NZ dragging its feet on aid
OECD report: Poorest miss out on aid, NZ dragging its feet
Despite the increase in aid levels in response to the Boxing Day 2004 tsunami, the latest OECD report shows that New Zealand still languishes near the bottom of the table in the amount of aid given.
“Official figures just released by the OECD seem to indicate that countries seeking a boost in aid should stop pointing to poverty levels and instead work on getting invaded by the United States!” says the Executive Director of the Council for International Development, Rae Julian.
Aid to some of the world’s poorest regions declined last year. Although total aid increased in 2005, the bulk of the rise went to Afghanistan and Iraq while most of sub-Saharan Africa received less aid. Iraq received $US 21.4 billion compared to Sudan’s $US 1.5 billion.
While the New Zealand increase to 0.27% of Gross National Income may appear a big jump, this was part of a major global response to the tsunami.
“We still haven’t set a timetable for reaching the UN Millennium Development Goal of devoting 0.7 percent of GNI to overseas aid by 2015. The Millennium Development Goals were agreed back in 2000, so next year we’ll hit the half way point having made little effort to honour our international promises.”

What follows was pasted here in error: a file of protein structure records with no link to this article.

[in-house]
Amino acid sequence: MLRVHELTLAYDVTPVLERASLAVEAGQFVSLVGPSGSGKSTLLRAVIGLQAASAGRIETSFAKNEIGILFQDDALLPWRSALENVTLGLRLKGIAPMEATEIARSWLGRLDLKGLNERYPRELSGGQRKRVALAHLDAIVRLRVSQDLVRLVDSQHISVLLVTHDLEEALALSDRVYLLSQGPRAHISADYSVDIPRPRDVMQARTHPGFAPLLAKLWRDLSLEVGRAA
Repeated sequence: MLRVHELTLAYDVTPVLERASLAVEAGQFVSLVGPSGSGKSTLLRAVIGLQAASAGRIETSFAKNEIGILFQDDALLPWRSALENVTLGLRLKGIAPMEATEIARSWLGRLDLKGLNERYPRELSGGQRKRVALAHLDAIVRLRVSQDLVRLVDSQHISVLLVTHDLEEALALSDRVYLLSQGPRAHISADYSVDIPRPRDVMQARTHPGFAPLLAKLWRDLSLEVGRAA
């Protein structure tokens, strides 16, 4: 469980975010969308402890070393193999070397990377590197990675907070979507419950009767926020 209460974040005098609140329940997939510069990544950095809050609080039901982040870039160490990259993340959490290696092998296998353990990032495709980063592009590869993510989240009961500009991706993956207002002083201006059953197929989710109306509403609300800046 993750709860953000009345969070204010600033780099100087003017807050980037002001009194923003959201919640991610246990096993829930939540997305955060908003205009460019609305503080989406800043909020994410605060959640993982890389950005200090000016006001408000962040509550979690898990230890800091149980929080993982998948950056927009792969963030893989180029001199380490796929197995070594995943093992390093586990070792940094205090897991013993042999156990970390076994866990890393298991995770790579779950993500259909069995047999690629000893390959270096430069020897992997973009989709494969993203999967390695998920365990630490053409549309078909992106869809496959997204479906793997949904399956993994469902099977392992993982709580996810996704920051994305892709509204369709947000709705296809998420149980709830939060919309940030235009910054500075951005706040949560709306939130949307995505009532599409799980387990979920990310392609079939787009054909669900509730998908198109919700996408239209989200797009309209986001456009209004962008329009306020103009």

While a number of countries including Japan and the United Kingdom significantly increased aid, the OECD is warning that aid levels will fall back as debt relief declines and longer term post-tsunami reconstruction isn’t included in the official figures. This means donor countries will need to step up aid if they are to fulfill their pledges.
Ms Julian says that CID has been calling on the Government to set a timetable to reach the 0.7 percent target by 2015.
“But so far, we’ve been unable to get any commitment from them.”